Dear Nilus: If Jonah weren't doing anything to lead would you complain about that?
#3.5 Michael Strelka on 2010-07-18 05:02
I'm glad for you, Michael, that your expectations of Church leadership are so low.
Maybe some day you will realize that the people you chronically criticize as 'chronic complainers' actually care deeply about the Church and want to see it run the right way.
#3.5.1 Nilus on 2010-07-24 15:06
If you investigate deep into the backgrounds of some of the committee members, some of you questions will be answered fully.
#3.6 deep ambo on 2010-07-18 18:26
I thought the following was pertinent to the well-intentioned efforts of the Strategic Planning committee:
"...bearing to mind the problems with which our Church is confronted in its entirety and especially the local Church which I am called to shepherd. How [shall we solve this?] In the name of Christ. With Christ as the model. Imitating Christ."
Bishop Meletios [of Nikopolis and Preveza, Greece (under the Ecumenical Patriarchate)] conveyed his most deep-seated principle: health and salvation will come only through individual devotion to and imitation of Christ himself. He would offer no strategic plan or clever campaign, only Christ and the pledge to follow him personally.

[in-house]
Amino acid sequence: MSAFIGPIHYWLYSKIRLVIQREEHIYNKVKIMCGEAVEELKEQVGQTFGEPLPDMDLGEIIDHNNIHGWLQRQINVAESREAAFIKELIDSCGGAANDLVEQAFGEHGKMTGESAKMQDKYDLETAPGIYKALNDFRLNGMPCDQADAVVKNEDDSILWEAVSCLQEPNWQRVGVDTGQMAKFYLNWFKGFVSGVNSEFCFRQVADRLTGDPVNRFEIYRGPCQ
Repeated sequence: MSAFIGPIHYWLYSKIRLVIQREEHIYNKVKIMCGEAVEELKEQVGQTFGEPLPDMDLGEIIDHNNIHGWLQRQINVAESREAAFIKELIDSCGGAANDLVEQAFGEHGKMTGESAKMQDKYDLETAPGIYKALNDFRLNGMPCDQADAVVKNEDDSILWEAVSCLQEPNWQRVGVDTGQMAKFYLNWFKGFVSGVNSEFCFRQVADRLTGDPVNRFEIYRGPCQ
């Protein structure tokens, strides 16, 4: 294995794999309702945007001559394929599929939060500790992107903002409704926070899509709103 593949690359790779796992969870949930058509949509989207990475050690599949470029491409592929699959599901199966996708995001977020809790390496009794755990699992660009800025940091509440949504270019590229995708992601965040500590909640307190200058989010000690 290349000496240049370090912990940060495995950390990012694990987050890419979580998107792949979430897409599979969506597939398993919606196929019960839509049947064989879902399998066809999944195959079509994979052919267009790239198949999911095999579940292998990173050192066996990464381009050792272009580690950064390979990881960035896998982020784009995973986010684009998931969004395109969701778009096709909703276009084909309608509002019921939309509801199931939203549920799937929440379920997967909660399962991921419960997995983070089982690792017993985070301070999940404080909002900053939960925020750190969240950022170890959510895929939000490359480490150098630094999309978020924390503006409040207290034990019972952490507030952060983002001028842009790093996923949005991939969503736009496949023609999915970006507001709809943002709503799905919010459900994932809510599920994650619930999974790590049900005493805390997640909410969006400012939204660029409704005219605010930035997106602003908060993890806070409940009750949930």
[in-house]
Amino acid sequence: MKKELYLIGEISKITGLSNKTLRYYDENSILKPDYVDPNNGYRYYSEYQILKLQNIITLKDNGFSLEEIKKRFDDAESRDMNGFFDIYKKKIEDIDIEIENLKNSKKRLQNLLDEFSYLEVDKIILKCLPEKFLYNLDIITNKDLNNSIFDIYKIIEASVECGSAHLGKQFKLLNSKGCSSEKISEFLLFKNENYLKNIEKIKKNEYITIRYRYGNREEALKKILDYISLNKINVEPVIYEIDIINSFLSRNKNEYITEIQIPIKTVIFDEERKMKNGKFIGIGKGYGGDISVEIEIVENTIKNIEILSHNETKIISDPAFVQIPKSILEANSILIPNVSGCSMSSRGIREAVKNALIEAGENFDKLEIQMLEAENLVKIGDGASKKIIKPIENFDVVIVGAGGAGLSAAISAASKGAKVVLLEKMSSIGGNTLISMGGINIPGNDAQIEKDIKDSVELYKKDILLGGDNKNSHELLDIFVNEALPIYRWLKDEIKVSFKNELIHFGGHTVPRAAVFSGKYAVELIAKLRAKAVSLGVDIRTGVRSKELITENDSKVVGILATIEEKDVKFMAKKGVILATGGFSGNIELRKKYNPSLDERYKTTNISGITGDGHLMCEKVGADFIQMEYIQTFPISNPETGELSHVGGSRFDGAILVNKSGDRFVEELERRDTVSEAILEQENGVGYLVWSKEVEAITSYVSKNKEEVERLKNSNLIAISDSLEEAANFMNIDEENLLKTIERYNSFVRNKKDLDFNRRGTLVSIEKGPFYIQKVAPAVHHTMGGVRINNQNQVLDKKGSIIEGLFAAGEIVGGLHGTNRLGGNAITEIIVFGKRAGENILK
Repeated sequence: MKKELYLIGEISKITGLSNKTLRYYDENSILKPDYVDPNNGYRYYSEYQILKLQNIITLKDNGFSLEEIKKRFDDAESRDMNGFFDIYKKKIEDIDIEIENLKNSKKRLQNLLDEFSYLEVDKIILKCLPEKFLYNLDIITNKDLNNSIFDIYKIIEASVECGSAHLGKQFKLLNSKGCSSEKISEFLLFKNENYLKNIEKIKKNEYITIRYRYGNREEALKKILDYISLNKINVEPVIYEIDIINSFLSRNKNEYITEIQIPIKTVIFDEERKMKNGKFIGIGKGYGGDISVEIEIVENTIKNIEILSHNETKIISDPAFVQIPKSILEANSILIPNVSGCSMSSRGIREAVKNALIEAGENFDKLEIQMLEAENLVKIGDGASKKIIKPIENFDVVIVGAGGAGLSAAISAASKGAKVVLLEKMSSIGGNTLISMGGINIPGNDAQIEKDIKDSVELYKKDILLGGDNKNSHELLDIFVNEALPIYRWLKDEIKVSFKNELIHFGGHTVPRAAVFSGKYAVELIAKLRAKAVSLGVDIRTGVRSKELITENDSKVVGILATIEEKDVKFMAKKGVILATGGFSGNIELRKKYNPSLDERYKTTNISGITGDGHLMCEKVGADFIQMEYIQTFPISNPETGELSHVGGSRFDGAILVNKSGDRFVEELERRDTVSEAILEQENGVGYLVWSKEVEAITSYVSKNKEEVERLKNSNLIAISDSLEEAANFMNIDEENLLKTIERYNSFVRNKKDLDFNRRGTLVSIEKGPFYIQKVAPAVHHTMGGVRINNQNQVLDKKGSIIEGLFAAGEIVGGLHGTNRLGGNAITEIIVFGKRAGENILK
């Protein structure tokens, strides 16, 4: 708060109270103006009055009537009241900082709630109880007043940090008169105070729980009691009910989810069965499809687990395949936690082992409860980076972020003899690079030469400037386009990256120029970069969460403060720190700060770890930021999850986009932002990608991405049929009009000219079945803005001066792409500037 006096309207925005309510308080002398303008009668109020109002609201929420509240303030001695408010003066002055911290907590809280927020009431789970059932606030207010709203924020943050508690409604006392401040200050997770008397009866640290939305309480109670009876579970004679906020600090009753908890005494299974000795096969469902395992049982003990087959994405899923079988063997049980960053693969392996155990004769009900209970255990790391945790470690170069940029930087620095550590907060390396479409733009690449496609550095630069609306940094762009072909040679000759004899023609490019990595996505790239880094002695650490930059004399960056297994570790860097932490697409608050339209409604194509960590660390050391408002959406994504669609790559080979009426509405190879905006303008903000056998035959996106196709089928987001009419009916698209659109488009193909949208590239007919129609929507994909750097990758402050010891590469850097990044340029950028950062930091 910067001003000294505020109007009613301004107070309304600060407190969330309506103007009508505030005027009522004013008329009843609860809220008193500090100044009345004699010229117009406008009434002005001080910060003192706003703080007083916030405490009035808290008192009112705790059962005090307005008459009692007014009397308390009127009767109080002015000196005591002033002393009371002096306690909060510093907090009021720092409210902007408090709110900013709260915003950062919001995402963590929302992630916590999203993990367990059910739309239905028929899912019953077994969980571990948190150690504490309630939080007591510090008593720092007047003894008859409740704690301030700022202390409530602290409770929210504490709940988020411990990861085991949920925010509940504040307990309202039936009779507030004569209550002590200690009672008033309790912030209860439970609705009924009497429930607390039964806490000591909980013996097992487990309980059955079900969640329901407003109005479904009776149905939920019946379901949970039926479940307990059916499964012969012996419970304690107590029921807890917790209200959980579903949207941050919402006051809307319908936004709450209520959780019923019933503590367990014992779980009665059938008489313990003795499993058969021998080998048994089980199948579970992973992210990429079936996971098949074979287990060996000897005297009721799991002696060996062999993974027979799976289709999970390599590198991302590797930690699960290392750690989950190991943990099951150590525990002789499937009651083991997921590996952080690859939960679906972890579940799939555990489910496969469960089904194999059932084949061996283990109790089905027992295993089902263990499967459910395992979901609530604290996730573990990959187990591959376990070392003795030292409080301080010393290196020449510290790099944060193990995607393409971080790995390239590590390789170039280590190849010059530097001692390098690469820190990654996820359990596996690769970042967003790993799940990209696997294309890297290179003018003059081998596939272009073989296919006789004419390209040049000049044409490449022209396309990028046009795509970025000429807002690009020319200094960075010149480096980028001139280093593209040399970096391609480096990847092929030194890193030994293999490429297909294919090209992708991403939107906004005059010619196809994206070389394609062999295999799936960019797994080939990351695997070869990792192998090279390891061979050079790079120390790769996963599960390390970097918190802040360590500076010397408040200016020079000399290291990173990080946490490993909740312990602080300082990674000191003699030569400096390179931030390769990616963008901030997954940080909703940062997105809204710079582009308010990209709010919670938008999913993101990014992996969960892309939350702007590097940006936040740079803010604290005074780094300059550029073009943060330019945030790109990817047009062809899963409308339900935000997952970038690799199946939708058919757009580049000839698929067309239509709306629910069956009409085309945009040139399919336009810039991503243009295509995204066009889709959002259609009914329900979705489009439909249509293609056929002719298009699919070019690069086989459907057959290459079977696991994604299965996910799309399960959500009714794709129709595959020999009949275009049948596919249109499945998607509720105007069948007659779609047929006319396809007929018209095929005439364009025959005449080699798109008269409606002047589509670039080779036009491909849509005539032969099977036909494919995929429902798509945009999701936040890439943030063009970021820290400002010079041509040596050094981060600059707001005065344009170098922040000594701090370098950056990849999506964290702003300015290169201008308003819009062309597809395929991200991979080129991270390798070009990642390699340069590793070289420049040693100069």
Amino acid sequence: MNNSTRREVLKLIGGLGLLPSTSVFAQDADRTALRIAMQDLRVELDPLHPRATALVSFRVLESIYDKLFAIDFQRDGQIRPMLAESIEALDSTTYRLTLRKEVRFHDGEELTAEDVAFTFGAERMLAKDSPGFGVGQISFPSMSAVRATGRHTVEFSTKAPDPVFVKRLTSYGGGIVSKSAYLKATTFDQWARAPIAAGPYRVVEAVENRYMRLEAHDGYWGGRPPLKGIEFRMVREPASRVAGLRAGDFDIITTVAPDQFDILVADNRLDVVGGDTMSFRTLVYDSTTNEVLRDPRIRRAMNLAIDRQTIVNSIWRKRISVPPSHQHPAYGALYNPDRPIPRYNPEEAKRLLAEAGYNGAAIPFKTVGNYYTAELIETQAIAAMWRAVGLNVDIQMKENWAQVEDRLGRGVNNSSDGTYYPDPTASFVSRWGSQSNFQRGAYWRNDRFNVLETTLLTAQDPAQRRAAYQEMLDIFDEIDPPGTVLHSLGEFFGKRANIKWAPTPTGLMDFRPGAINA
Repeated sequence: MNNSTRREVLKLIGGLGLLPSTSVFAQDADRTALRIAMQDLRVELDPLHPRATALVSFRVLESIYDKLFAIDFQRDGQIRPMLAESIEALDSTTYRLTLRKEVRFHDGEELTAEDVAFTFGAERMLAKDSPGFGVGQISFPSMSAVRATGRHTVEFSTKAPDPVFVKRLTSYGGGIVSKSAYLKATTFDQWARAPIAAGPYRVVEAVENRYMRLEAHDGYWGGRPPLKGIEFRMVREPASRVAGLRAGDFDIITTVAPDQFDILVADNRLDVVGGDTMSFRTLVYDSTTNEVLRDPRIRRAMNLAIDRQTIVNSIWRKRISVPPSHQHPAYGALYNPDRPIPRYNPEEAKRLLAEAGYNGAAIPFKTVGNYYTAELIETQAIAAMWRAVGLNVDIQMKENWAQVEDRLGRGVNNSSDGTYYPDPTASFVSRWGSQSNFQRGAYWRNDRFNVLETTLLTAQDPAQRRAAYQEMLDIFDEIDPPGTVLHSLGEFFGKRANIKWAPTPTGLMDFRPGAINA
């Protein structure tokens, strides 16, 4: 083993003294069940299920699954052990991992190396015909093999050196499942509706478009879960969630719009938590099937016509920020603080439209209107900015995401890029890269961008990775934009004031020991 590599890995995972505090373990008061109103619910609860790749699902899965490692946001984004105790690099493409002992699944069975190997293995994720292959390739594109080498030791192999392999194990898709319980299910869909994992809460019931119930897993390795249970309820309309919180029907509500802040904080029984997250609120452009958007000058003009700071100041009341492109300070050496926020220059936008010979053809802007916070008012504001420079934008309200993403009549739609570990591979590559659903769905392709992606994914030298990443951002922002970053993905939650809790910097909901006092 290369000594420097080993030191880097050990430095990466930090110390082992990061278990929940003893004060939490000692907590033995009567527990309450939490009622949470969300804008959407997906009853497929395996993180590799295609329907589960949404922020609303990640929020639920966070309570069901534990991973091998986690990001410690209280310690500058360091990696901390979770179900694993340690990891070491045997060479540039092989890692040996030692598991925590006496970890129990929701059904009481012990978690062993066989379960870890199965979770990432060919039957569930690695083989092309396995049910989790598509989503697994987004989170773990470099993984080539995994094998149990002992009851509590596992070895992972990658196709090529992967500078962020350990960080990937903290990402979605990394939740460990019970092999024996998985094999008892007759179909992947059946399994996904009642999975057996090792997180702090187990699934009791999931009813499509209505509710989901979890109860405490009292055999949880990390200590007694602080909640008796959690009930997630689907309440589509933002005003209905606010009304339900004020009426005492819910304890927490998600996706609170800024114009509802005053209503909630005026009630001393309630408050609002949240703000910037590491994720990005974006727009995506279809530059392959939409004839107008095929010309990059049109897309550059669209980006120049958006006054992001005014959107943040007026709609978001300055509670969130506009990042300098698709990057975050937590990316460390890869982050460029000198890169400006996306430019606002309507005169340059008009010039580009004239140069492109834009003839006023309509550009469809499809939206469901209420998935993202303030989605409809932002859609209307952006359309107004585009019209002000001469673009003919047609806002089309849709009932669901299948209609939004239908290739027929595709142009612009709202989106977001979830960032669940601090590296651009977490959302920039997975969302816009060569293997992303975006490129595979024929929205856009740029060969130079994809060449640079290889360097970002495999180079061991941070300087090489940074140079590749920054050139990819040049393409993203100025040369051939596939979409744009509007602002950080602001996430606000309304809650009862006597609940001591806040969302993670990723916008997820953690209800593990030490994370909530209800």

...[Restoration] would not be achieved by [Bishop Meletios] alone but only through collective struggle. He described this struggle in stark military terms... By using war imagery, Bishop Meletios transmitted in clear terms the urgency with which he perceived the situation. He called for... a collective spiritual war waged upon each person's own internal battlefields so as to transform the character of the Church by all, for all. By each person urgently transforming him- or herself based on the model of Christ, the collective body of Christ - the Church - would be transformed....
Bishop Meletios outlined no new programs; rather, he reiterated the basic Christian life. He offered no grandiose promises; rather, he promised future struggles and persecution....
Bishop Meletios disappointed all those who wanted a strategic plan laid out in his first years. In fact, he has deliberately avoided applying any boilerplate solutions, saying that he tries to carry out his mission "peacefully, without calculation, without plans, without programs." For Meletios, strategic plans are human-derived attempts to solve problems. But "the Church is not of man. The Church is of God. And whenever God is present, the human element ought to be extinguished. When it is not only not destroyed but also validated, the Church does not go well. Anthropocentrism kills the Church and its life."